Directive 2004/35/EC of the European Parliament and the Council, dated April 21, 2004, on environmental responsibility in relation to prevention and repair of environmental damage, responds to this need. It sets forth a common framework of responsibility for preventing and repairing damage caused to wild fauna and flora, water resources and the ground. Therefore, the Directive sets forth those public authorities must assume the task of ensuring that the liable operators themselves adopt or bear the costs of the necessary preventive measures or repairs of the affected environment.

Based on this Directive, Spain has developed a series of legal regulations, the timeline of which is shown in Image 2, comprising the benchmark framework for environmental responsibility in Spain.

Cronograma publicaciones legales de responsabilidad ambiental española
Image 2: Timeline of Spanish legislation on environmental responsibility

As this image shows, the Spanish transposition of Directive 2004/35/EC is materialized through the Environmental Responsibility Law (ERL, Law 26/2007), dated October 23, thereby incorporating to Spanish legislation an objective and unlimited environmental responsibility scheme based on the principles of “damage prevention” and “the person who contaminates pays for it”.

This Law has been amended by Law 11/2014, dated July 3, in response to the need for reinforcing prevention, simplifying and improving the application of the legal guidelines framework and rationalizing the mandatory financial guarantee only for those activities with greater environmental impact.

Environmental responsibility is a legal responsibility that is objective in nature, in that the obligation of acting is imposed on the operator regardless of any fault, willful misconduct, or negligence in the operator’s behavior. Furthermore, this makes the new principle “the person who contaminates pays for and repairs it” effective in transferring the costs derived of repairing damage to public resources object of this law to the economic operators that caused the environmental damage.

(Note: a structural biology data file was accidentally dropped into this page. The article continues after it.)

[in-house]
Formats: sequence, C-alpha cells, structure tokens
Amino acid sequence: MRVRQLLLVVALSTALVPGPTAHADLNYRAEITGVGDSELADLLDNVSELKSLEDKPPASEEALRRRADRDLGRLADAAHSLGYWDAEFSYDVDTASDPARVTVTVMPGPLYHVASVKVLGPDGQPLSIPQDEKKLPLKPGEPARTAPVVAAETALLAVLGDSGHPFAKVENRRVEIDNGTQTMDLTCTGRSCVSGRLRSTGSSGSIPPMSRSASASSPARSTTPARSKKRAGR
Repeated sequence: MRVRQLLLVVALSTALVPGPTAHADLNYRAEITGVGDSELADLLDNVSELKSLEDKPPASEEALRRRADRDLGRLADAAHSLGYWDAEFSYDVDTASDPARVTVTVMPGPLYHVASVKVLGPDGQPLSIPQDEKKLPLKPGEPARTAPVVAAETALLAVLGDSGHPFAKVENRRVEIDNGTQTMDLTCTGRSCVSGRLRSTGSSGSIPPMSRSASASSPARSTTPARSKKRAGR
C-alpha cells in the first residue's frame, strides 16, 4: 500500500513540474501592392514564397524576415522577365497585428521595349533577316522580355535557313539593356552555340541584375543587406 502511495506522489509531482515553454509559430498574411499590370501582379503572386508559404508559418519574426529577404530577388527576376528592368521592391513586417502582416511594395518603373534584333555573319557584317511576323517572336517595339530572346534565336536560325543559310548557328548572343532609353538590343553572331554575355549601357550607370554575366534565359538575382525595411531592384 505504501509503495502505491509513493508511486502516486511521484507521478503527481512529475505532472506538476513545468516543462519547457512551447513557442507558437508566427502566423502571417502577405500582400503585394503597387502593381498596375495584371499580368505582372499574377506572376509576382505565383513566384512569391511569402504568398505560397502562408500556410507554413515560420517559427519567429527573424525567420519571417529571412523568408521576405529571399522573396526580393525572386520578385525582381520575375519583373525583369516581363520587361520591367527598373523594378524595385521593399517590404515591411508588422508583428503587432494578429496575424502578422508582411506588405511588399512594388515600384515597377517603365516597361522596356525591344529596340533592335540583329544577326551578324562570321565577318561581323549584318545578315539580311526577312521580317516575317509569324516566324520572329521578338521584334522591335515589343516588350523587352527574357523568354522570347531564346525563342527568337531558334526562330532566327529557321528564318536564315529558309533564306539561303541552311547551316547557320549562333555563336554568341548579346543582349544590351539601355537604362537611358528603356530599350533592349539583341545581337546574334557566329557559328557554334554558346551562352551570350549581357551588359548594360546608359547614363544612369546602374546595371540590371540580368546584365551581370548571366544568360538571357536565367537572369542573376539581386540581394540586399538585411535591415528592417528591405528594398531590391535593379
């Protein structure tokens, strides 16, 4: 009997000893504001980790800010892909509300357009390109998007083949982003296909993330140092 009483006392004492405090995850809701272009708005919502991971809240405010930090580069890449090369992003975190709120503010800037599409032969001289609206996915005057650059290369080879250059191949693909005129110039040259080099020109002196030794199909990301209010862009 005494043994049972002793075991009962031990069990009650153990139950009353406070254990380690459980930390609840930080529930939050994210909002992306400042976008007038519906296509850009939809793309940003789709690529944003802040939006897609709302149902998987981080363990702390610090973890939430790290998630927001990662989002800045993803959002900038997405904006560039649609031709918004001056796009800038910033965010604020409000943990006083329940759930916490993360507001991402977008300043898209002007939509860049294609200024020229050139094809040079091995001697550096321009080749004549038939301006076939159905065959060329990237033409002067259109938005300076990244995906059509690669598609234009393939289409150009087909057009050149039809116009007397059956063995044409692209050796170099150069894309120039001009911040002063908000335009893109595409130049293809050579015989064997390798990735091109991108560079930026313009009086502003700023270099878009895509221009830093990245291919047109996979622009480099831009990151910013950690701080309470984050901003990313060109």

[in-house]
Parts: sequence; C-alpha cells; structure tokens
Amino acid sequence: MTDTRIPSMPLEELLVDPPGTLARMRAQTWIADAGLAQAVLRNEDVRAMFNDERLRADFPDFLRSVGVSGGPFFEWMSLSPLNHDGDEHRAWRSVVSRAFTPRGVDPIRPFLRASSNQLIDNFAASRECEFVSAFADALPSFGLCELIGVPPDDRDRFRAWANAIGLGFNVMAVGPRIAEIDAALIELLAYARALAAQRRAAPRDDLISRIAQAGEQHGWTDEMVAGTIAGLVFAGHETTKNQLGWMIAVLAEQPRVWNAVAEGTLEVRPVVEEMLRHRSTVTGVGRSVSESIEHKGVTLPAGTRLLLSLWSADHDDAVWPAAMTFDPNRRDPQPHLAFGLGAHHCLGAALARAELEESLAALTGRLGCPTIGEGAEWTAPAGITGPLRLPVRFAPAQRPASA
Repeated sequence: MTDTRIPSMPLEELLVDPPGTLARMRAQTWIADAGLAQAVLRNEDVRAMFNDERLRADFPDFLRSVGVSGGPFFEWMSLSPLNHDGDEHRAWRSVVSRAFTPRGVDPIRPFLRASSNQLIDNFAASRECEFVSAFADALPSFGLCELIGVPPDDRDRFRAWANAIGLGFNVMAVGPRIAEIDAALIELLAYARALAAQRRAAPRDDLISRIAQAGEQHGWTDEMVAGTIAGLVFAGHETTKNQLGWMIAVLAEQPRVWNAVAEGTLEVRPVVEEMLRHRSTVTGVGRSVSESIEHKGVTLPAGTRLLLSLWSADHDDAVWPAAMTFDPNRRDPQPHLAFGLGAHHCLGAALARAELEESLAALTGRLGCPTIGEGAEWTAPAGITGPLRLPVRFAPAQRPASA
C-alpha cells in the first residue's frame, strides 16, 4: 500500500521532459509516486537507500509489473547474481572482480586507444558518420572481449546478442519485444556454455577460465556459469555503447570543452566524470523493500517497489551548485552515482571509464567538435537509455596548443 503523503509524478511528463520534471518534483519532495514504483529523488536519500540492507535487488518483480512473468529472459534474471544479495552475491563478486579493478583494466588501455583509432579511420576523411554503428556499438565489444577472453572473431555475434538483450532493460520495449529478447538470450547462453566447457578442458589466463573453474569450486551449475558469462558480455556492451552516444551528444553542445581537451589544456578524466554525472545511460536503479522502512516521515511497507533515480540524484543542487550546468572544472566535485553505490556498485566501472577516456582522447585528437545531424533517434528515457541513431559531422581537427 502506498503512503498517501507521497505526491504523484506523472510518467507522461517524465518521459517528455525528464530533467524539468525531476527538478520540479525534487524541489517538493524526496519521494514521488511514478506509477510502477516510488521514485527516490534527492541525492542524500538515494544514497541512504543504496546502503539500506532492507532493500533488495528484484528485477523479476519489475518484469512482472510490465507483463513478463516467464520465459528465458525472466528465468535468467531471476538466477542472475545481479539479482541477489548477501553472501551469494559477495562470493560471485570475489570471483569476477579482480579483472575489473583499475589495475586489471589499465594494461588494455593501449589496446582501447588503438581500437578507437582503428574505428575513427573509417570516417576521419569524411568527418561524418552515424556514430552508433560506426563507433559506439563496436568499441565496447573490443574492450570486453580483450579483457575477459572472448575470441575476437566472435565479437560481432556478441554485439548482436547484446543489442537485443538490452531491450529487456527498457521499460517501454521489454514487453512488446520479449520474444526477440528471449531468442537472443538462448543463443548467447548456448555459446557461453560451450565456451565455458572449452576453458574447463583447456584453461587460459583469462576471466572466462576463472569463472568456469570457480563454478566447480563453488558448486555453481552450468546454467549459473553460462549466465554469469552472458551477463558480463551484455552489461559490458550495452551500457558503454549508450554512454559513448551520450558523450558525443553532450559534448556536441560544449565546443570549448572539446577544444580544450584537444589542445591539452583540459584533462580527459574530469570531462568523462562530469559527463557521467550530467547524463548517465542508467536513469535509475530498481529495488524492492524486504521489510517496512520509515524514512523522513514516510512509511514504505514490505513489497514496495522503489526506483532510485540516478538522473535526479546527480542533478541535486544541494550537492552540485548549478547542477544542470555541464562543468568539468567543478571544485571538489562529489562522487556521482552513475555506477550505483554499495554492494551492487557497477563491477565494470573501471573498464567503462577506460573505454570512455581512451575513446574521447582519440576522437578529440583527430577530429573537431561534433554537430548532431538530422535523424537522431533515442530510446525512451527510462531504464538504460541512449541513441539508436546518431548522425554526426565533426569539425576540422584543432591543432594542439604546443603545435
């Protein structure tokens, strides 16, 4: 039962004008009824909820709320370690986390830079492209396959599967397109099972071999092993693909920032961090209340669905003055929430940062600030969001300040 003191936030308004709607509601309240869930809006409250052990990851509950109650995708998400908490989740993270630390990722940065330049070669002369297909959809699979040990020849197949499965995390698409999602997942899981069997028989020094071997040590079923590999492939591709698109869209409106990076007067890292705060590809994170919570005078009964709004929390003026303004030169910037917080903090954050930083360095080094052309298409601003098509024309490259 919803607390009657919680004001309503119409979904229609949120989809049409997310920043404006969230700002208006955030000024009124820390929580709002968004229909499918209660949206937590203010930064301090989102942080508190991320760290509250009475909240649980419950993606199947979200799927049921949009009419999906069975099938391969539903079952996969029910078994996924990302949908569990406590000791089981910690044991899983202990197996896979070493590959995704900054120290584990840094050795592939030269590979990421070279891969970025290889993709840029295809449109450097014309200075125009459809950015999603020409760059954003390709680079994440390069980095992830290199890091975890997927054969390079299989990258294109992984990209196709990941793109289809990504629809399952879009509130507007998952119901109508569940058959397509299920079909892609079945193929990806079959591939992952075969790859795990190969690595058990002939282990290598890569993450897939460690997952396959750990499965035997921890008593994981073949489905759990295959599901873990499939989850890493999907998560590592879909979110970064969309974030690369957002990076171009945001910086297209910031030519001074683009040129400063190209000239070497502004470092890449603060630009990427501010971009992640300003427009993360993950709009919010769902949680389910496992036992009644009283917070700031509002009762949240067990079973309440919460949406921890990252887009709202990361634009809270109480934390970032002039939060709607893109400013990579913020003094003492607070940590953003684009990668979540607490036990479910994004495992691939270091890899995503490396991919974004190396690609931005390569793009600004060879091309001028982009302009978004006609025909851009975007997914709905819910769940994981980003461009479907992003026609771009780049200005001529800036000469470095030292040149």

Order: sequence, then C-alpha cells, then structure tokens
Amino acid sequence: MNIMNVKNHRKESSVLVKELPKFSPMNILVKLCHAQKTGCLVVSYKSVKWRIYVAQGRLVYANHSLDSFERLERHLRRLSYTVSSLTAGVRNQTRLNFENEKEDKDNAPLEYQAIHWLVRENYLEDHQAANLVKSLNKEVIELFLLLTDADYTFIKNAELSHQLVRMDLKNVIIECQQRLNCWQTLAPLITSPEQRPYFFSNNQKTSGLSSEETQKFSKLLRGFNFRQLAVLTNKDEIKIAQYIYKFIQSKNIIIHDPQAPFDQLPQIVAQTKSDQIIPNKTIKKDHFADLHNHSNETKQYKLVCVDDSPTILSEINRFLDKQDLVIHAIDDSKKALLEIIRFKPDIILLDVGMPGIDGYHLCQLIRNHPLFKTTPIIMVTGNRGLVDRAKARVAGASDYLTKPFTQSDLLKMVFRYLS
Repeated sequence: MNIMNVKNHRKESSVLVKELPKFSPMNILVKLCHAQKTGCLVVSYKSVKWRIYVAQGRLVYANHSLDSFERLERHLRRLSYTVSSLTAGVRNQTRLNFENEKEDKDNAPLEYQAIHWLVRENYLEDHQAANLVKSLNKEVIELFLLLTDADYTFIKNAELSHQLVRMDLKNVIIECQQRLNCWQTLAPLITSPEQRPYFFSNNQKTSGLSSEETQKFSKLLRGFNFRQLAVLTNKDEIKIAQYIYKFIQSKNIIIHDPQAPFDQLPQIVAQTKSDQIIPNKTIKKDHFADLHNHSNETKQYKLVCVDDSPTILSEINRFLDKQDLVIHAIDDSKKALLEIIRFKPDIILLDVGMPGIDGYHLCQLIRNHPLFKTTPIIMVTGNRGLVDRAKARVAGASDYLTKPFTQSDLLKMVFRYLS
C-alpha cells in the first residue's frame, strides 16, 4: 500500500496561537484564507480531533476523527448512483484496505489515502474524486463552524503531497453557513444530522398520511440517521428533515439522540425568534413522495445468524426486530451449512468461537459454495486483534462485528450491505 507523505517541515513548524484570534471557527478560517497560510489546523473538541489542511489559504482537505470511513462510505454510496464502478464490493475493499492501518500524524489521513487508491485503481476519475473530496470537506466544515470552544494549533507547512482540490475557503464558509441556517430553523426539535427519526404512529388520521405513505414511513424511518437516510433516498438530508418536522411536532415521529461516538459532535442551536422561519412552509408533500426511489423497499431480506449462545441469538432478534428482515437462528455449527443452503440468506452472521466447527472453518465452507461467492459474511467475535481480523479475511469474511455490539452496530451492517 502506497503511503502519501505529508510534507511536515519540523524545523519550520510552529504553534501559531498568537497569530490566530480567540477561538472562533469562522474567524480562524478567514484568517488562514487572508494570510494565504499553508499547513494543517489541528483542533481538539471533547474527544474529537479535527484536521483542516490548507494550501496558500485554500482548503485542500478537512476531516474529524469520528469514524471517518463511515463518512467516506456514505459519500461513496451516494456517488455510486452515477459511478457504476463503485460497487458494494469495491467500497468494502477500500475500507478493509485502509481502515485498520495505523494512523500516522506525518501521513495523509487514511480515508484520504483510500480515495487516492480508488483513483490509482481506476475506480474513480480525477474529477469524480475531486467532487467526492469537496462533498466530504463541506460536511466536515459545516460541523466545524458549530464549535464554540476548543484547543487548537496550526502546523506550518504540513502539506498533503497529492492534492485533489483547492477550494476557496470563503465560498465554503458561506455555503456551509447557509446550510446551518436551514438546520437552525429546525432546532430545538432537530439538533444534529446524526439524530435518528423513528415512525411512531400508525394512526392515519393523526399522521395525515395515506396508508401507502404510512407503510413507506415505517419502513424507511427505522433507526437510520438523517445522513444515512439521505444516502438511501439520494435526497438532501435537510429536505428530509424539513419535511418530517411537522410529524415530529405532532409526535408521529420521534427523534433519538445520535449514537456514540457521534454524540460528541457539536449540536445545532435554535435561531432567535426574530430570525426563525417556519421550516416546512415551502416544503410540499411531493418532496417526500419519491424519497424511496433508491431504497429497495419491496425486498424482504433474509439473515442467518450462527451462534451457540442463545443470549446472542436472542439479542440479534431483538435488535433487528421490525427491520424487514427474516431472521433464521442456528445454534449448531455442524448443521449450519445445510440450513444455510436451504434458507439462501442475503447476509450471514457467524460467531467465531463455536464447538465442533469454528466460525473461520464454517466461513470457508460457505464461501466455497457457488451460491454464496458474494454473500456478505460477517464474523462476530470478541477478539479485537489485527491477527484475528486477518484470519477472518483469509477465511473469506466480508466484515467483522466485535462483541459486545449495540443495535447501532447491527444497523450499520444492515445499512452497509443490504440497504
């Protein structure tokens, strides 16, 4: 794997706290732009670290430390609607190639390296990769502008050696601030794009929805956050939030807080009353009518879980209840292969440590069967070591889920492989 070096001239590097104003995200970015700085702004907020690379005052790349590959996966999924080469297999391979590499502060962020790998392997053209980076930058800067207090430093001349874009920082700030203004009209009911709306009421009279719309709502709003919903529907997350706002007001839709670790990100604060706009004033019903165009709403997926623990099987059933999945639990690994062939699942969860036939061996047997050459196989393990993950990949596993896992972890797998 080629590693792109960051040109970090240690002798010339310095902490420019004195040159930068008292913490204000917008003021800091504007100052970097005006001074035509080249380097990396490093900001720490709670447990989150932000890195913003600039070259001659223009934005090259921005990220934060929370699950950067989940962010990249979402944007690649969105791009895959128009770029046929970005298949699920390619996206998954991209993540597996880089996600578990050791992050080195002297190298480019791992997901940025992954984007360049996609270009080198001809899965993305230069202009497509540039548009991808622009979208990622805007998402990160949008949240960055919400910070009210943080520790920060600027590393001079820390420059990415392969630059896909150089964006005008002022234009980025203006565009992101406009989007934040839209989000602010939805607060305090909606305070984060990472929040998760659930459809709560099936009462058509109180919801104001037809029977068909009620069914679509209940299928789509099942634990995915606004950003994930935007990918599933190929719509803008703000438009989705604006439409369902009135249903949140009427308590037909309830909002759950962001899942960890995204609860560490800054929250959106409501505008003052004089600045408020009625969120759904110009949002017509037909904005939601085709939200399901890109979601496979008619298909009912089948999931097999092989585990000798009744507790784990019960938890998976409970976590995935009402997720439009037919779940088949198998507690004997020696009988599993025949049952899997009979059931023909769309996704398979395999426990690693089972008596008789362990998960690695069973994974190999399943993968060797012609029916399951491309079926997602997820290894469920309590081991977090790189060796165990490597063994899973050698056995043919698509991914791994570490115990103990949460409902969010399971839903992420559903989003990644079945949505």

Environmental responsibility is, furthermore, unlimited, as the content of the obligation of repair (or prevention, when applicable) assumed by the liable operator entails returning the damaged natural resources to their original condition, assuming all of the costs of the corresponding actions for prevention or repair, without limit.

Article 24 of the ERL sets forth that the operators of activities included in Annex III of said law must assume a financial guarantee that enables them to assume the environmental responsibility inherent to their business activity. The same Article determines the amount of this financial guarantee based on an Environmental Risk Analysis (ERA) of the activities to be carried out, in accordance with the methodology set forth in governmental regulations.

It is worth mentioning that environmental responsibility (objective and unlimited for these operators) is in effect since the publication of the Law in 2007, regardless of the obligation of constituting the mandatory financial guarantees, given that this action has already been postponed several times by different public bodies. Therefore, in the event of a significant environmental accident, the person that caused it must take action in accordance with the provisions set forth in the ERL, despite the fact that the constitution of guarantees is not yet mandatory.